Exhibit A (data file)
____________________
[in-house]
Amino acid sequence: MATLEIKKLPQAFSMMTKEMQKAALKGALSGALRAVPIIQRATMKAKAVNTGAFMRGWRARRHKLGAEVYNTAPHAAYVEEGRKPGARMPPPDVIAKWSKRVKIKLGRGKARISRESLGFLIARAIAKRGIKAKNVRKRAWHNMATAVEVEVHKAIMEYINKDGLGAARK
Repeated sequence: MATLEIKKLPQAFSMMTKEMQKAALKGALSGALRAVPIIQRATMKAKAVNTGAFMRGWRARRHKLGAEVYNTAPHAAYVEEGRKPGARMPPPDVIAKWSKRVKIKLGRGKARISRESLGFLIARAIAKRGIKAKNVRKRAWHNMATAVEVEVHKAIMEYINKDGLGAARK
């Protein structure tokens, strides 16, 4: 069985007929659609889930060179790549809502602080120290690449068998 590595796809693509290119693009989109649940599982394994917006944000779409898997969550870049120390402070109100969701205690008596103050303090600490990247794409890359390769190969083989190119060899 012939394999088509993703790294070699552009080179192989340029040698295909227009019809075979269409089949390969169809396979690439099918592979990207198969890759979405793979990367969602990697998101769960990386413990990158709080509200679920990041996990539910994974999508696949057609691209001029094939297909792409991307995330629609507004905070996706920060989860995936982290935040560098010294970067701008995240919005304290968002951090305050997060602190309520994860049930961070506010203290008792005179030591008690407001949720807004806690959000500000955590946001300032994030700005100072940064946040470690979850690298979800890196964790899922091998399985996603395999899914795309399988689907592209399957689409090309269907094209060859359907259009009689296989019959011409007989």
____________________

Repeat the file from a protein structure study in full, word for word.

[in-house]
Amino acid sequence: MATLEIKKLPQAFSMMTKEMQKAALKGALSGALRAVPIIQRATMKAKAVNTGAFMRGWRARRHKLGAEVYNTAPHAAYVEEGRKPGARMPPPDVIAKWSKRVKIKLGRGKARISRESLGFLIARAIAKRGIKAKNVRKRAWHNMATAVEVEVHKAIMEYINKDGLGAARK
Repeated sequence: MATLEIKKLPQAFSMMTKEMQKAALKGALSGALRAVPIIQRATMKAKAVNTGAFMRGWRARRHKLGAEVYNTAPHAAYVEEGRKPGARMPPPDVIAKWSKRVKIKLGRGKARISRESLGFLIARAIAKRGIKAKNVRKRAWHNMATAVEVEVHKAIMEYINKDGLGAARK
């Protein structure tokens, strides 16, 4: 069985007929659609889930060179790549809502602080120290690449068998 590595796809693509290119693009989109649940599982394994917006944000779409898997969550870049120390402070109100969701205690008596103050303090600490990247794409890359390769190969083989190119060899 012939394999088509993703790294070699552009080179192989340029040698295909227009019809075979269409089949390969169809396979690439099918592979990207198969890759979405793979990367969602990697998101769960990386413990990158709080509200679920990041996990539910994974999508696949057609691209001029094939297909792409991307995330629609507004905070996706920060989860995936982290935040560098010294970067701008995240919005304290968002951090305050997060602190309520994860049930961070506010203290008792005179030591008690407001949720807004806690959000500000955590946001300032994030700005100072940064946040470690979850690298979800890196964790899922091998399985996603395999899914795309399988689907592209399957689409090309269907094209060859359907259009009689296989019959011409007989």